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Form: tribunes of the commons.
The name given among the Romans to the official representatives granted to the plebeians in 494 B.C., as a protection against the oppression of patricians and the consuls. At first they were two in number, then five, and (after 457) ten. Only free-born plebeians were eligible for the office, which was annual. The election took place at first in the comitia curiata, but after 471 in the comitia tributa, under the presidency of any tribune who happened to be in office at the time. At first they were only magistrates of the plebs, and were without any insignia of office, or even lictors, instead of whom they had several attendants (viatores). This continued even after they were fully recognised as public officials. On the other hand, they possessed the privilege guaranteed to them by the plebs under solemn oath, on the institution of their office, of being "sacrosanct" and inviolable; and, under the protection of this right, they extended their originally limited powers by judicious encroachments. Their earliest right, which was at first exercised in favour of the plebs, but soon on behalf of all citizens, was that of protection (auxilium), which they could use against all magistrates with the exception of the dictator. This enabled them to prevent the execution of official orders by a simple veto (intercessio). In face of any opposition they were authorized to have recourse to compulsory measures such as arrest, fines, or imprisonment. Their power only extended over Rome and its immediate neighbourhood, and was further restricted by the right of veto, which they could exercise against one another. For the protection of the individual they only interposed when their aid was asked. For this purpose their house stood open day and night to any who sought their assistance, and they themselves could never be absent from the city a whole day, except during the feriae Latinae, when all business was suspended. Without appeal they could interpose in any measure which affected the whole plebs, such as the levying of troops and the raising of the war-tax (tributum). This right of intercession, which originally was confined to the auxilium, and which could never be exercised except by the tribune in person, and simultaneously with the proceeding that was to be prohibited, was in course of time gradually extended, until finally the veto of the tribunes enabled them to suspend almost all official proceedings; administrative measures, transactions with the Senate, and meetings of the people for the purpose of legislation and election, etc. They had the right of calling meetings of the plebs for the discussion of affairs relating to that body. From the time that the authority of these meetings extended over all State business, and their decrees (called plebiscita), were considered binding on the whole people, this right enabled the tribunes to propose changes in private or public law. It is true that, for carrying out their proposals, they were dependent on the sanction of the Senate; but, as they were safe from the risk of prosecution, they sometimes assumed, in case of need, an authority superior to that body. Originally they had no official relations with the Senate, but afterwards, by virtue of their inviolability, they obtained the right of sitting on their benches (subsellia) at the open door of the senate-house, so as to be present at the deliberations, and in case of need to interfere by virtue of their auxilium. Soon, however, they even obtained a seat in the Senate, and a general right of veto; until finally they acquired the right of summoning a meeting of the Senate, and of making proposals. At the same time they acquired the privilege of entrance into the Senate at the first census after the expiration of their office. The office of tribune, really the highest in the State, was employed by demagogues in the later days of the Republic in the interests of a party and to the injury of the commonwealth. By Sulla, in 80 B.C., its power was cut down to the very narrowest limits, chiefly by the regulation that, after the tribunate, no one was eligible for a curule office. However, as soon as 50 B.C. there came a complete reaction and a return to the old state of things, which finally entailed total anarchy, and, as a natural consequence, the sole rule of Caesar and Augustus. In 48 B.C. Caesar, to secure his position, assumed the tribunician power, at first without limit of time, and afterwards without limit of extent; and in 36 Augustus followed his example. From that time the tribunate became the pivot of the imperial power. Nevertheless, until beyond the time of Constantine, tribunes to the number of ten continued to exist. They were elected by the Senate, and as a rule from among the senators, but were in complete dependence on the will of the emperor. In order to find candidates for the office, which was now but little sought after, Augustus made the candidature in the case of the plebeians for the praetorship dependent on having held the tribunate. The office was also thrown open to sons of freedmen.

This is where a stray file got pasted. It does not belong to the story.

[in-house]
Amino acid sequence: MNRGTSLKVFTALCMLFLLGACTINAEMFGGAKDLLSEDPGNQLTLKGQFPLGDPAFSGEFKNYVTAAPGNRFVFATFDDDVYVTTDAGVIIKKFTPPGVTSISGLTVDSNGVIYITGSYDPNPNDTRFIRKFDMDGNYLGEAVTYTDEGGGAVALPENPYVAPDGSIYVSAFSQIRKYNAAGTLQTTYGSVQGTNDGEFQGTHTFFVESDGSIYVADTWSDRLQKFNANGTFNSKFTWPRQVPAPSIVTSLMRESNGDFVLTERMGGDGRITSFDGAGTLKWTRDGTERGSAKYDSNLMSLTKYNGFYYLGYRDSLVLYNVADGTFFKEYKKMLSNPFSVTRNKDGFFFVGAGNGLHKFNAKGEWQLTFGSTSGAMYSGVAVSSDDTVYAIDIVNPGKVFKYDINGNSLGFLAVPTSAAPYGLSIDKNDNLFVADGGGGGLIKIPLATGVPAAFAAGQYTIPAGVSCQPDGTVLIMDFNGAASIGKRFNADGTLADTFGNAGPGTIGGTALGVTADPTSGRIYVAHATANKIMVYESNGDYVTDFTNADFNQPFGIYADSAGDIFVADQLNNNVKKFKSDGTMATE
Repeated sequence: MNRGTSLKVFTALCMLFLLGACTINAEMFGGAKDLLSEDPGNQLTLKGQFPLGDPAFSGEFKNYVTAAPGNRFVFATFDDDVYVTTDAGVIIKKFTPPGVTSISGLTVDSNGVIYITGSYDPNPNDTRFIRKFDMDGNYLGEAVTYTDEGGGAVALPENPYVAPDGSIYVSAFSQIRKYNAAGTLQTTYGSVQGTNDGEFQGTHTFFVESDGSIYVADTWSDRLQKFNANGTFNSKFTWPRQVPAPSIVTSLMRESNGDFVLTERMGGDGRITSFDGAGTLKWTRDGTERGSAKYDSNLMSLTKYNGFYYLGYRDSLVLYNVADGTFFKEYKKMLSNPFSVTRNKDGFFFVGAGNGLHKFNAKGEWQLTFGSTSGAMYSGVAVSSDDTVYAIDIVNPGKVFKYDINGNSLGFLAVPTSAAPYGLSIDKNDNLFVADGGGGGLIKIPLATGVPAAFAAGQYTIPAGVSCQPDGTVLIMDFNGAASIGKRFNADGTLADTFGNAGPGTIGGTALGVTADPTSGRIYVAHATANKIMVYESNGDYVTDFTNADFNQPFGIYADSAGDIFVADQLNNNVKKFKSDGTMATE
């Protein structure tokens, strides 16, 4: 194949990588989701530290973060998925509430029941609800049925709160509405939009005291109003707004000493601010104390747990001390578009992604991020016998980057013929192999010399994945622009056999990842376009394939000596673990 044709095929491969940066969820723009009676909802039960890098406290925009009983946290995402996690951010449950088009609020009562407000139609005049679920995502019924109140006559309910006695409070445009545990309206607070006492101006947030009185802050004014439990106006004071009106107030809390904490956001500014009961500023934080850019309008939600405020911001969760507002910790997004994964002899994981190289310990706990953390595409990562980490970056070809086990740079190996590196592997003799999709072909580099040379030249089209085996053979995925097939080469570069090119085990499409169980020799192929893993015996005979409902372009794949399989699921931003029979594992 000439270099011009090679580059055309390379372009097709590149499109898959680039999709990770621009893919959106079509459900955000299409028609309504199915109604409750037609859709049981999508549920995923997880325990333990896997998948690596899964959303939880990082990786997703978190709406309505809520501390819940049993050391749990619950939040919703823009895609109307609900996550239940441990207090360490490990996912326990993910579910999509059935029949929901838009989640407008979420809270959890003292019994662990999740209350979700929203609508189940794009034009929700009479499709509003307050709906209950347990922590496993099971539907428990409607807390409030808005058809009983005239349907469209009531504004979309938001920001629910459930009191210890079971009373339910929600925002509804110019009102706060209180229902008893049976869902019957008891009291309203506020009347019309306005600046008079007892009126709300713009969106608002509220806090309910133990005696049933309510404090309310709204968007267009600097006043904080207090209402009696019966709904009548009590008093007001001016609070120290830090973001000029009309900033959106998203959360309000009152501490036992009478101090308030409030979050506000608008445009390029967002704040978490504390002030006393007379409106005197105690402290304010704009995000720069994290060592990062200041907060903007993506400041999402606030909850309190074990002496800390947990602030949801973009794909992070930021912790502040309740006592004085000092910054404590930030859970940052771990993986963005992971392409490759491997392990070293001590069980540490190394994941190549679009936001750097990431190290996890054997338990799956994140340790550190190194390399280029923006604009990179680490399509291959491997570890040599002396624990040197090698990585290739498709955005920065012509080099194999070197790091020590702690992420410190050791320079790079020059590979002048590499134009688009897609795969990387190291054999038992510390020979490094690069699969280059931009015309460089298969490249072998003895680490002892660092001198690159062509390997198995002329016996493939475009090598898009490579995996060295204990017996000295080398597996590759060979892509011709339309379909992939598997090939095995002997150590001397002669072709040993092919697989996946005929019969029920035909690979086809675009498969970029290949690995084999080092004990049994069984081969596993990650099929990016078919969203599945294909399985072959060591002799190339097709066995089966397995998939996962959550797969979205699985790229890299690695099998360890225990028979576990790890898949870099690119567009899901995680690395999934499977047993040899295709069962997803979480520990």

Type: Standard
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